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A Mind is a Terrible Thing to Waste

By August 28, 2012 2 Comments

Lynn Japinga is substituting for Steve Mathonnet-VanderWell while he is on sabbatical.  She teaches religion at Hope College and studies recent RCA history.

Todd Akin’s recent assertion that normal female physiology is suspended in the case of rape has led to a number of discussions about the role of science in questions of global warming, evolution, abortion and homosexuality.

I’ll leave it to others to reflect on the degree of anti-intellectualism in the Republican Party, but the debate has reminded me of an old column in the Church Herald by Howard Hageman. It was called “With All Thy Mind” and appeared on May 30, 1969. Hageman was pastor of the North Reformed Church in Newark, New Jersey and a regular columnist.

He wrote: “I have never been able to understand that strain in evangelical piety (and we have a good bit of it in the Reformed Church) which seems to make the assumption that the Holy Spirit makes no use whatever of the functioning of the human mind but insists that [the Spirit] manifests [it]self only in emotional experiences, or even in extraordinary exhibitions of one kind or another.”

Hageman said that had recently been told by a critic to “pray more,” with the implication that once Hageman prayed, he would come to agree with the critic! Hageman wondered why people assumed that thinking, discussion and analysis were not as spiritual as prayer. The mind was capable of evil, yes, but so were the emotions. Hageman concluded, “I am all for a praying church. But I am also for a thinking church which is not afraid to examine its situation in the light of both the facts as they are and the word of God.”

Classes start today at Hope College, and my role as a religion professor is to “complexify” the issues. My students often find this quite annoying.  It is hard work to think critically, to evaluate, to ask why. And it is often scary to ask hard questions about the Bible, or about the gender roles they have lived with for two decades. But they need to learn to use their minds in the realm of religion just as they are using their minds in other subjects.

In politics, religion, education and many other fields, there is a lot of “dumbing down” or oversimplifying. But the big questions, whether of tax rates or national defense or health care, are rarely as simple and clear cut as our friends on facebook or the commentators on the news would like to suggest.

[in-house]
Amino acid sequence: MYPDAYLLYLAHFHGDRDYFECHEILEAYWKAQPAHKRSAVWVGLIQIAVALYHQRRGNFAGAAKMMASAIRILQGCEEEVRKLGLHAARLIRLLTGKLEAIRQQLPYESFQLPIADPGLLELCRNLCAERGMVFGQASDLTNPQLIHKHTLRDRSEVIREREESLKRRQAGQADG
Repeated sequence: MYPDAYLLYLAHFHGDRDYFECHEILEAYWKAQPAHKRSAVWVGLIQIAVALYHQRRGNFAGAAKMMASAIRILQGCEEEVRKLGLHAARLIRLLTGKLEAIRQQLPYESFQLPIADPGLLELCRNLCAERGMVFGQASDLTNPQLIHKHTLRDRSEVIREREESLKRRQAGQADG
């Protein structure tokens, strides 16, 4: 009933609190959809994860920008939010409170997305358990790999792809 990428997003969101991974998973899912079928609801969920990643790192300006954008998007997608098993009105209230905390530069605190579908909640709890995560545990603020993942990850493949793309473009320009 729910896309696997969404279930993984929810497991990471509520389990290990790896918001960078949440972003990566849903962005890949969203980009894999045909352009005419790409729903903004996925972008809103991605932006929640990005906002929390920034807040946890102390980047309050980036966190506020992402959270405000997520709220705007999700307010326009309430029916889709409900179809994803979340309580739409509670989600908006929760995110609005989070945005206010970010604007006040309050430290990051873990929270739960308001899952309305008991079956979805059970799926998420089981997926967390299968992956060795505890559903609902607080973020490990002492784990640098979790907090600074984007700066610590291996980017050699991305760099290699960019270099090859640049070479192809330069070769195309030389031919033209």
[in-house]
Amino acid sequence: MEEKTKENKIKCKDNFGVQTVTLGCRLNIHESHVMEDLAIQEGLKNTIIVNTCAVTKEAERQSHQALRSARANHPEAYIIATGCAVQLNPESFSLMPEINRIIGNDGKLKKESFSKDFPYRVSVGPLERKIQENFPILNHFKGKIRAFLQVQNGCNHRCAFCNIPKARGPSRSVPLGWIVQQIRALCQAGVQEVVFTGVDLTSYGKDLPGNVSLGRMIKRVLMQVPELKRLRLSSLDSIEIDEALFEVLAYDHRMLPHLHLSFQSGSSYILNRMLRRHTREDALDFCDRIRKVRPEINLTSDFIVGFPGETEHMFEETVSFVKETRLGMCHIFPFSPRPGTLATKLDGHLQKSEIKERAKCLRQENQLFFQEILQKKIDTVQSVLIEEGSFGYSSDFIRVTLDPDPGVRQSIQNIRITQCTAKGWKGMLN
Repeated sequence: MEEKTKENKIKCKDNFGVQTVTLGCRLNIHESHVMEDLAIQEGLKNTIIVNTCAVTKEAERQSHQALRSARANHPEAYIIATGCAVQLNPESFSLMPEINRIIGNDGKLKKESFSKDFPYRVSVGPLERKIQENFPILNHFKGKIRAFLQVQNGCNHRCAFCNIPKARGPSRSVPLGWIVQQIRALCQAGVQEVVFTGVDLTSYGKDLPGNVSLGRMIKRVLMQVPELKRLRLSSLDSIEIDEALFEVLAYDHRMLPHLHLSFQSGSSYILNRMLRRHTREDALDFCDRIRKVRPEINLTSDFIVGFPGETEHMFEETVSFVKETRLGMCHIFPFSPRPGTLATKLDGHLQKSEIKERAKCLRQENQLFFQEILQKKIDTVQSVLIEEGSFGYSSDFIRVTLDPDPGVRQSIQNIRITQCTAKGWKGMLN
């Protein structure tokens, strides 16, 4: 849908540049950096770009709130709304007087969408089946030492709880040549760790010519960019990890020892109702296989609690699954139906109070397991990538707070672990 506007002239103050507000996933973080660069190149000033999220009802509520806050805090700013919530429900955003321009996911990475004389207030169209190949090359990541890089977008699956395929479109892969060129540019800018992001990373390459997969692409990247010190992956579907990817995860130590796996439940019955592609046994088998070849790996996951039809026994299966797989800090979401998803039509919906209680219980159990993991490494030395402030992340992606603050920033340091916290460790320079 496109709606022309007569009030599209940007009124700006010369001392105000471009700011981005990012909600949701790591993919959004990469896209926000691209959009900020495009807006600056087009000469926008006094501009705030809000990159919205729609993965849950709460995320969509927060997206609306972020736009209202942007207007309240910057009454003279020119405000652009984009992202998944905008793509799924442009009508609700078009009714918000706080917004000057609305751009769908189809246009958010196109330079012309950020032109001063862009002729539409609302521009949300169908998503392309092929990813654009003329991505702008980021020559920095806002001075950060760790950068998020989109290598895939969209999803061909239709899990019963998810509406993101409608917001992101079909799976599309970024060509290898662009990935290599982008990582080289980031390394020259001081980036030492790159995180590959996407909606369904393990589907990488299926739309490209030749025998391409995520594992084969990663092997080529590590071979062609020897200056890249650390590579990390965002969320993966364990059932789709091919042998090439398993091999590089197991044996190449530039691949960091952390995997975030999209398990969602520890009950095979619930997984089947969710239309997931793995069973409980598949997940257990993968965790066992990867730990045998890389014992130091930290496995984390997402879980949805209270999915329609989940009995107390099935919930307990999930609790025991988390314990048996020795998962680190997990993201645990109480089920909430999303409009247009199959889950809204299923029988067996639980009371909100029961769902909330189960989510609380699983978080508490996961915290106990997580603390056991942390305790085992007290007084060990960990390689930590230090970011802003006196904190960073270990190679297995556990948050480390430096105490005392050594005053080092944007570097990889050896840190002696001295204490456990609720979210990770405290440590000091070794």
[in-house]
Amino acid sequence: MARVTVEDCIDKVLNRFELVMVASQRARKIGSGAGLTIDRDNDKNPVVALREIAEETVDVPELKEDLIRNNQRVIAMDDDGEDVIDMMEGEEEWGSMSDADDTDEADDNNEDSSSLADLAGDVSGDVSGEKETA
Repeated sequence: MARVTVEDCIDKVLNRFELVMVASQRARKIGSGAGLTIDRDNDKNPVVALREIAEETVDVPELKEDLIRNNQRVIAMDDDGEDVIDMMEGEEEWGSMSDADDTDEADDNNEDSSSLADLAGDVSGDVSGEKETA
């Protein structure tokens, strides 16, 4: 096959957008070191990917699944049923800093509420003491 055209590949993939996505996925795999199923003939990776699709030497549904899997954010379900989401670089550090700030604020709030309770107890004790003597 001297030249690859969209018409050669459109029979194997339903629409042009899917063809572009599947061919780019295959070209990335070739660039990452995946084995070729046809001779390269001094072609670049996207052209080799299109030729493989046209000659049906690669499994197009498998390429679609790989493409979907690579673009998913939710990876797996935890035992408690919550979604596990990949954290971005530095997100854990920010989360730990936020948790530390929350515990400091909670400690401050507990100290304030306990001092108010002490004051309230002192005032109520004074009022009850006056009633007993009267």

What if those of us in the Reformed tradition (though all would be welcome!) saw it as our particular vocation to “complexify” the issues during the next two months of sound bites and mud slinging? What would that look like? Could we model what it means to be a “thinking church?”

Lynn Japinga

Lynn Japinga teaches religion and women’s studies at Hope College in Holland, Michigan. In her spare time, she enjoys swimming, weight training, reading, and walking her stubborn but affectionate grand-dog, Wrigley.


  • Debra Rienstra says:

    Well and concisely stated, Lynn. Thank you. I don't know if I'm heartened or depressed by that Hageman quote. On the one had, I guess it's somewhat comforting to know that the anti-intellectualism (anti-expertism, anti-factism) we observe among some Christians today is nothing new. On the other hand, are we getting nowhere? Or worse? I guess we should just keep going to work every day championing the combination of faith and intellectual vigor that is our tradition's heart and gift. Fight on!

  • Al Janssen says:

    For an interesting perspective on this, see Thomas Bergler's "The Juvenilization of American Christianity," a somewhat disturbing analysis of what has happened to the American church in the twentieth century. It's an historical piece and worth the read.

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